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The South Pole

Roald Amundsen

Book Overview: 

In contrast to Scott’s South Pole expedition, Amundsen’s expedition benefited from good equipment, appropriate clothing, and a fundamentally different primary task (Amundsen did no surveying on his route south and is known to have taken only two photographs) Amundsen had a better understanding of dogs and their handling, and he used of skis more effectively. He pioneered an entirely new route to the Pole and they returned. In Amundsen’s own words: “Victory awaits him who has everything in order — luck, people call it. Defeat is certain for him who has neglected to take the necessary precautions in time; this is called bad luck.” Short accounts by other members of the party are appended.

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Book Excerpt: 
. . .It may truly be said that he did honour to his firm and the nation to which he belongs.

Meanwhile we were hard at work, getting ready to sail. We decided to leave before the middle of August -- the sooner the better.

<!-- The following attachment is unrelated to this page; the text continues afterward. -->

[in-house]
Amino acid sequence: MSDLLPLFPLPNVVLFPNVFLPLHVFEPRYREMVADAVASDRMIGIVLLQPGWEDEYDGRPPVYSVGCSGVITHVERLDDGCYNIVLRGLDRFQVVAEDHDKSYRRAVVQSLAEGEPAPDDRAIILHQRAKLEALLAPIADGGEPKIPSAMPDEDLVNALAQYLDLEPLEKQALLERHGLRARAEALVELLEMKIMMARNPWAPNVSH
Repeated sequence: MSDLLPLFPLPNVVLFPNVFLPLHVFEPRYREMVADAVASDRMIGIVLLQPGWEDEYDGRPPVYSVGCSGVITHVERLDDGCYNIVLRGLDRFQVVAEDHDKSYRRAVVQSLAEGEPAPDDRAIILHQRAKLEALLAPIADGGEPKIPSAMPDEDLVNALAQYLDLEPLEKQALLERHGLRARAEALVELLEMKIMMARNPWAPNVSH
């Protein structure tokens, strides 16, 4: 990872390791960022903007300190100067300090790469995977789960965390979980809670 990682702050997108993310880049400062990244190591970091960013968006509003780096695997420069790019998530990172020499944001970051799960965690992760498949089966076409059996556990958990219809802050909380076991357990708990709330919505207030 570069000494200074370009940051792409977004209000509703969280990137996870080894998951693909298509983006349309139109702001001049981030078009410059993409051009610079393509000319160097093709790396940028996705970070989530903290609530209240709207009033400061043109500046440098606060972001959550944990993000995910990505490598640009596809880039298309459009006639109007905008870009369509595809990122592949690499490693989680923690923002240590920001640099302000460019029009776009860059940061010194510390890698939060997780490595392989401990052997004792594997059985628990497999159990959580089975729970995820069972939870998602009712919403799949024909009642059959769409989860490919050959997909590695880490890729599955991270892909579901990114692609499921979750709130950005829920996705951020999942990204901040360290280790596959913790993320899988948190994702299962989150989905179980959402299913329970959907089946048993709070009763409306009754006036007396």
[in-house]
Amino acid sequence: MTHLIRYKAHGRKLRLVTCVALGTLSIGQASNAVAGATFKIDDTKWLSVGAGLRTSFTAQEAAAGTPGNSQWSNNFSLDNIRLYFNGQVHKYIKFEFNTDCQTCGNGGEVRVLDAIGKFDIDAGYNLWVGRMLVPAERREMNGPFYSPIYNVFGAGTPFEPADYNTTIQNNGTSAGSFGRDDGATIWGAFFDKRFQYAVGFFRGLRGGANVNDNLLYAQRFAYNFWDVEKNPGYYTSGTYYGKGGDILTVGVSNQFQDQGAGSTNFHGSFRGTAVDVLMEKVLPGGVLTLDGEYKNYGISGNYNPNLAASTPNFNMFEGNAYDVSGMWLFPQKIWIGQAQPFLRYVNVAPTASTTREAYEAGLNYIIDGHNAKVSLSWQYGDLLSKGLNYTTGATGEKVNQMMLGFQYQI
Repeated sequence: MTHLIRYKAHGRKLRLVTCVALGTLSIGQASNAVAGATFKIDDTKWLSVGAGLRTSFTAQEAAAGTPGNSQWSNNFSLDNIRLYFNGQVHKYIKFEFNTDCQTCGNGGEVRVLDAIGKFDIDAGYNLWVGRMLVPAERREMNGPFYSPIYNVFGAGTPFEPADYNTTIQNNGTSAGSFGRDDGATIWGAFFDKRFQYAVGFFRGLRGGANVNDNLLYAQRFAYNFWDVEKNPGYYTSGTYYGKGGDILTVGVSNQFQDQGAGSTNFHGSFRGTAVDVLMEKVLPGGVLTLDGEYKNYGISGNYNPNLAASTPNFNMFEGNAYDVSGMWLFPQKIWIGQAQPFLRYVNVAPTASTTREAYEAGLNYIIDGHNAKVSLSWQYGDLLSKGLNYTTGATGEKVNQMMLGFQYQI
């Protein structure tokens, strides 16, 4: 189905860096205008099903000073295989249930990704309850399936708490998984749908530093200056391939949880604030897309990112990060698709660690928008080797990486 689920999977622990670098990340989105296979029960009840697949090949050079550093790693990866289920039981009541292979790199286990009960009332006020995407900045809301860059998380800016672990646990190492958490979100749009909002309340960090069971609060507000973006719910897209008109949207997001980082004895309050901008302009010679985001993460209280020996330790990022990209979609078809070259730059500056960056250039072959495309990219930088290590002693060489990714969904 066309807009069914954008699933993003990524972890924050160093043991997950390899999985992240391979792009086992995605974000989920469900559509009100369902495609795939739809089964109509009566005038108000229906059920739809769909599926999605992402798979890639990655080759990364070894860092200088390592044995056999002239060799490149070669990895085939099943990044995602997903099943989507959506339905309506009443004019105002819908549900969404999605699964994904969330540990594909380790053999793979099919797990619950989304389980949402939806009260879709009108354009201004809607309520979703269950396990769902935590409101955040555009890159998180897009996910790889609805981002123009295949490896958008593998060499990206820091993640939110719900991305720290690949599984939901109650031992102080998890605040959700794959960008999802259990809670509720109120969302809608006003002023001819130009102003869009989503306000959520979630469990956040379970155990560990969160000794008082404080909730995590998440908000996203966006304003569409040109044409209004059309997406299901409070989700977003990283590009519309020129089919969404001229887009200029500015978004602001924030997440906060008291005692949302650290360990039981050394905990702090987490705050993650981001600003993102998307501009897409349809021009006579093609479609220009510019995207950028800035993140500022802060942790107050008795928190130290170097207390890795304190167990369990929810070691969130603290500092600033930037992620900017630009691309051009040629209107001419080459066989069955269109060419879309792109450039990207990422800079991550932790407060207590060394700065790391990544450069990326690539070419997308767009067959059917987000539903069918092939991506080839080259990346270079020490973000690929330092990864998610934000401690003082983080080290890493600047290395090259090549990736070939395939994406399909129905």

The Fram had been in dry dock, where the hull was thoroughly coated with composition. Heavily laden as the ship was, the false keel was a good deal injured by the severe pressure on the blocks, but with the help of a diver the damage was quickly made good.

The many hundred bundles of dried fish were squeezed into the main hold, full as it was. All sledging and ski outfit was carefully stowed away, so as to be protected as far as possible from damp. These things had to be kept dry, otherwise they, would become warped and useless. Bjaaland had charge of this outfit, and he knew how it should be treated.

As is right and proper, when all the goods had been shipped, it was the turn of the passengers. The Fram was anchored off F. . . Read More